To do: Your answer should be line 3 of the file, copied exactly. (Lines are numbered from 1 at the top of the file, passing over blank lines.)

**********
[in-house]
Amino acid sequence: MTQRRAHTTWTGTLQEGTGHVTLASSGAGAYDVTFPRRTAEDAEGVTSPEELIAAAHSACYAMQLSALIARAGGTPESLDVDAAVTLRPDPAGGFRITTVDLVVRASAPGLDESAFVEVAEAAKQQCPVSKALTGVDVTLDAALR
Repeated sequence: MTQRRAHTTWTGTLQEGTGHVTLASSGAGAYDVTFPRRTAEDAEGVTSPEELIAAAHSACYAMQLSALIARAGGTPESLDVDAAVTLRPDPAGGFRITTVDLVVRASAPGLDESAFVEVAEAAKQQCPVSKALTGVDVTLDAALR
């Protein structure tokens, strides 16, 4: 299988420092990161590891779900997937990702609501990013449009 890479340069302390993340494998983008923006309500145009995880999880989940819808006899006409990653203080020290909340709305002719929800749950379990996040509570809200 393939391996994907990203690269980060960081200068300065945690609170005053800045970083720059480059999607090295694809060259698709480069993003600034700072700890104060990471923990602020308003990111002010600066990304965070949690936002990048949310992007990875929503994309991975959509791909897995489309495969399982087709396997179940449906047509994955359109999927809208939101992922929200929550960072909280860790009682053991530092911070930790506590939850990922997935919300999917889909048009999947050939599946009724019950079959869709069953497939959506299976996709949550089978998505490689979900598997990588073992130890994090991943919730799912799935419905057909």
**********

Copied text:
Repeated sequence: MTQRRAHTTWTGTLQEGTGHVTLASSGAGAYDVTFPRRTAEDAEGVTSPEELIAAAHSACYAMQLSALIARAGGTPESLDVDAAVTLRPDPAGGFRITTVDLVVRASAPGLDESAFVEVAEAAKQQCPVSKALTGVDVTLDAALR